as she blessed the bread, juice and our community.
The familiar liturgy of blessing and breaking took on new significance.
An abundant feast of bread and cup.
Communion had never tasted so good before.
Surely Jesus knew all too well what hunger felt like after 40 days of fasting in the wilderness.
“If you are the Son of God, command these stones to become bread.”
A nuanced challenge grounded
in an ancient story of hungry sojourners in the wilderness, longing for the former days of slavery
and the provisions of Pharaoh …
IF you are the Son of God,
IF you are the beloved,
worthy of doves descending and God proclaiming,
then prove it,
why don’t you just feed yourself?
Jesus sustains three temptations at the end of 40 days of fasting, to teach us many things …
the one I want to reflect on is that he is present in our temptations,
our temptations to be self-reliant (not in a “good job you made your own bed way”, but in a “I don’t need the help of anyone to make it in the world way.”) In other words self-reliant at the cost of community.
He is present in our temptation to place ourselves
above others and use that place to exploit
those with lesser means;
and he is present in the temptation
to be bigger than the world, to seek
someone other than God first and foremost.
These temptations literally remove us from the beloved community that we are kneaded into.
He is present because he has been there.
This is what it means that God-is-with-us, Emmanuel.
The struggle then isn’t to avoid temptation but
To change our perspective and to see it as an opportunity to seek out God’s presence in the midst of our wilderness moments.
Monday, January 14, 2019
The church tells the story of Jesus’ baptism
every year during the season of Epiphany.
In the early church, baptismal candidates
would be in prayer all night with the community
at the end of their catechism,
so that at dawn they could stand on the edge of the water
and boldly renounce anything and everything
in our world that claims us as something less
than a beloved child of God,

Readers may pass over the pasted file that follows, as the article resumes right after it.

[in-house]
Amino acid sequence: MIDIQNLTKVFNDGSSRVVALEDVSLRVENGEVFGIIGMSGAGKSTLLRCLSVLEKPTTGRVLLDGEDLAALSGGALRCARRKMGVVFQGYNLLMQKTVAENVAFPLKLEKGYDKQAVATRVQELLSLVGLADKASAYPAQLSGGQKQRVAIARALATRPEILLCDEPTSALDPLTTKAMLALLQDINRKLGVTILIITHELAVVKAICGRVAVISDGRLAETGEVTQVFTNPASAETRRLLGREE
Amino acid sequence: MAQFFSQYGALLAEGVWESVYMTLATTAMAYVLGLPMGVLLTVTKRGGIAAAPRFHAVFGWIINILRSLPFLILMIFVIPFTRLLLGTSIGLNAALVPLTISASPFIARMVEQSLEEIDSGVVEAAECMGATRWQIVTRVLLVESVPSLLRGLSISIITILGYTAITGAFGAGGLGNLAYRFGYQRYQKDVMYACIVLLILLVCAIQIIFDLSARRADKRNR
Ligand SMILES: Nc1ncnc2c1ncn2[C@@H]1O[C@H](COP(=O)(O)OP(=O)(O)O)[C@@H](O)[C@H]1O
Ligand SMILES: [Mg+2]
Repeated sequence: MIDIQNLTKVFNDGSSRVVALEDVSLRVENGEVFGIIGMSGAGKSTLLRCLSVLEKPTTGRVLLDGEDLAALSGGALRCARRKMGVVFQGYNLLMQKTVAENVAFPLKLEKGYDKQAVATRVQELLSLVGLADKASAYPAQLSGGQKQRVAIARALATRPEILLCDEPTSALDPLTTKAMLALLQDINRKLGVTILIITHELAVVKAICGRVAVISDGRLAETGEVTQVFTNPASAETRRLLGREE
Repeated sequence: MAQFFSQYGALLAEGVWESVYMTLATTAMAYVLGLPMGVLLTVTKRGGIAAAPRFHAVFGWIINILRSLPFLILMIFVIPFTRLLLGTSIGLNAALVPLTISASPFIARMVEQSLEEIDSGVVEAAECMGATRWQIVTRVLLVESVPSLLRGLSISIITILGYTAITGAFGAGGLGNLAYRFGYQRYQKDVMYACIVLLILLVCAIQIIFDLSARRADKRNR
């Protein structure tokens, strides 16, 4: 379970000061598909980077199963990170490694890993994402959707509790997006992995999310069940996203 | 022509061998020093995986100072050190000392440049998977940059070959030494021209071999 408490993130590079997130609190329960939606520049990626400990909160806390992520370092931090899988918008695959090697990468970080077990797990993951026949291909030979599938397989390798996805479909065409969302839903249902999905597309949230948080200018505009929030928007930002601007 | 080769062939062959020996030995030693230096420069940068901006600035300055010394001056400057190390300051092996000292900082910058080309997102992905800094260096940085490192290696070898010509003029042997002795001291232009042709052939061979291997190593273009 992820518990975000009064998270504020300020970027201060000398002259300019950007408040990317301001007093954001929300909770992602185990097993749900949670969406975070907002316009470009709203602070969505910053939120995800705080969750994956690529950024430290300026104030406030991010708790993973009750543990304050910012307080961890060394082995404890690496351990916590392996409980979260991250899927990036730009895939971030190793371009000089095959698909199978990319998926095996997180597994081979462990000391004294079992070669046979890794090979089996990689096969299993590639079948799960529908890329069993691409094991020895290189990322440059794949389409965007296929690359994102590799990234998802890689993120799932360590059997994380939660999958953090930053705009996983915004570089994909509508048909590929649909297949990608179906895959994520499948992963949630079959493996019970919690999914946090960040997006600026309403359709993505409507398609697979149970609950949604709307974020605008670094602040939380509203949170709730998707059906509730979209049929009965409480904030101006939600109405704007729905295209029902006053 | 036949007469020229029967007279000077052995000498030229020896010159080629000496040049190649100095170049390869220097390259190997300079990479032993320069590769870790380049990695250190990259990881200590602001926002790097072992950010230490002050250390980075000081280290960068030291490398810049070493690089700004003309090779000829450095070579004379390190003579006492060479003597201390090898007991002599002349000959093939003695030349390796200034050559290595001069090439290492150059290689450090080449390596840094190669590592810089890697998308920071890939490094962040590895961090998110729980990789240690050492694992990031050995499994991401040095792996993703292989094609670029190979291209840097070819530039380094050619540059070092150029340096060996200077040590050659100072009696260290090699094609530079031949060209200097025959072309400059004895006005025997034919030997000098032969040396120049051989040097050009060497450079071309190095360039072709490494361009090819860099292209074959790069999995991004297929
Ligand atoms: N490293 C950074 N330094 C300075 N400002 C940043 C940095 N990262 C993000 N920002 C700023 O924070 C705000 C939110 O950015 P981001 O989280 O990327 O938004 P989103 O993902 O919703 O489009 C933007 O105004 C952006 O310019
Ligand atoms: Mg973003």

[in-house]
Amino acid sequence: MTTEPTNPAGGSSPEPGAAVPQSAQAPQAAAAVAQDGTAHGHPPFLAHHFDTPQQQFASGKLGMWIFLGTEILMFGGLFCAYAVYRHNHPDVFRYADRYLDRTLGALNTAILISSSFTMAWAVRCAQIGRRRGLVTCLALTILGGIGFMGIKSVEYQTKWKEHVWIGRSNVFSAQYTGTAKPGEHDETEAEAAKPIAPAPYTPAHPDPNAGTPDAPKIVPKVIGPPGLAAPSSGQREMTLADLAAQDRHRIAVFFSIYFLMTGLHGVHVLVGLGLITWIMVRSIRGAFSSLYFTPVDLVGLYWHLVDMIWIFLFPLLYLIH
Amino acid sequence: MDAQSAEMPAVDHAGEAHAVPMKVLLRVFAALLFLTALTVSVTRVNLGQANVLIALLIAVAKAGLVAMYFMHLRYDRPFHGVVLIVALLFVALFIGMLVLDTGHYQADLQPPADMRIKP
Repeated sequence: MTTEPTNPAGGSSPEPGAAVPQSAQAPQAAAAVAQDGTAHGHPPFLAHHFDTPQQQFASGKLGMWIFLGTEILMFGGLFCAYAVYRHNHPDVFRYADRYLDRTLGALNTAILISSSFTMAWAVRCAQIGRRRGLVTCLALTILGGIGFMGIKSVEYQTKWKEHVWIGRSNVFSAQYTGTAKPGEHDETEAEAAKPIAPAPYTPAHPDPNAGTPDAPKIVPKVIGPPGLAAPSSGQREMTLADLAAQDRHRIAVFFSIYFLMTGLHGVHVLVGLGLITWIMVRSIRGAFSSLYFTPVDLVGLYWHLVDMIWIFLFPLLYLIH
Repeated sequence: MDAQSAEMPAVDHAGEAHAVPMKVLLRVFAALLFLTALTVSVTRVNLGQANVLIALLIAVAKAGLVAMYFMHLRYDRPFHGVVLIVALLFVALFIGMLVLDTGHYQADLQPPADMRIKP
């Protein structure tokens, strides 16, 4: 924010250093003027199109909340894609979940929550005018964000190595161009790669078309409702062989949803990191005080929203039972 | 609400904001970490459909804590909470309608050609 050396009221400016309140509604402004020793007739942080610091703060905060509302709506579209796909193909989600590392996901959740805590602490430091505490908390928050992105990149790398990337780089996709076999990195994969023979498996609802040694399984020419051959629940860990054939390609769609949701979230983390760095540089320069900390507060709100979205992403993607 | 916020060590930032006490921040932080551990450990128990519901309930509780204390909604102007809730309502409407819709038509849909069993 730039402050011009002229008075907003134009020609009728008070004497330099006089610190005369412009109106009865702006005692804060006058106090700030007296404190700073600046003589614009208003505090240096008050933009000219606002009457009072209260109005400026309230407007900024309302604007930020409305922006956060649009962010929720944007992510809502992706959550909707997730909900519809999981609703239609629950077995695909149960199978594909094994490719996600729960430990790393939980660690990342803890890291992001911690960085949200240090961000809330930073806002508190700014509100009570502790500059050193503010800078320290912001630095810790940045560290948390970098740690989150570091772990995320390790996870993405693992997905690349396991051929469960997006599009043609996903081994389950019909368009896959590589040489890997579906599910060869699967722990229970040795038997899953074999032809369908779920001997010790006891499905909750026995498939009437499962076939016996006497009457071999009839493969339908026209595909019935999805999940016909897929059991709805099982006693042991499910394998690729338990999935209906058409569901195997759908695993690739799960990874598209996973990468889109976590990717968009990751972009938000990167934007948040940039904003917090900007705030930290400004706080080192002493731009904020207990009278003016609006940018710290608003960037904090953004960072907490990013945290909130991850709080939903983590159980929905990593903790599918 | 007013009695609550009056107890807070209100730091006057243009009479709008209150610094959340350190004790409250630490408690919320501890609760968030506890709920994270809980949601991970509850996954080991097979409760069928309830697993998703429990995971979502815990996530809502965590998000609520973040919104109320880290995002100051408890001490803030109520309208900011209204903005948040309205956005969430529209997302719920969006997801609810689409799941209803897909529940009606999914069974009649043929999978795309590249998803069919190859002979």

before immersing themselves in baptismal water.
Dying to their old self and rising a new.
In baptism we claim what we know to be true, that God claims us as beloved.
I grew up in a church that baptized babies and confirmed teenagers. When I was a young child,
my mother volunteered at the church.
I have this vivid memory of my mom filling up a golden pitcher
with water from a water fountain in the basement of the church opposite the old serving counter
of the first kitchen in the church.
Too short to see over the counter and peer into its darkness,
the location was lost on me.
The kitchen had long been abandoned
to the newer updated one in the larger expansive fellowship hall. Since she was using a water fountain
tucked away and no longer used,
in an unfamiliar part of the expansive building,
in my younger self I imagined
none of the practicalities that I have mentioned
but believed that the fountain was reserved for filling this golden pitcher for baptism because it held within holy water.
In my young mind, baptismal water had to be holy and special.
It wasn’t until I was an intern at my home church during seminary that I stumbled across the old water fountain
and my childhood memory returned.
Eyes now able to see the bigger picture.
Old abandoned kitchen.
It all became clear.
The fountain and its proximity to the chapel.
How silly I was to think that the water was holy.
Clearly it is just good old city water,
treated with some chemicals and cooled inside the fountain.
But is it just good old water?
Isn’t the scandal of the Good News finding God in the ordinary elements of our world, in broken bread and poured out wine, in water offered to mark new life?
Of finding God
in the valleys,
on the mountain tops, and
in hidden away spaces no longer used or useful to the masses.
Of hearing the invitation to be part of a beloved community, led by the incarnate God who is willing to stand in line along with us, as we wait our turn, to feel the muddy bottom of the river bottom, with river current upsetting our balance.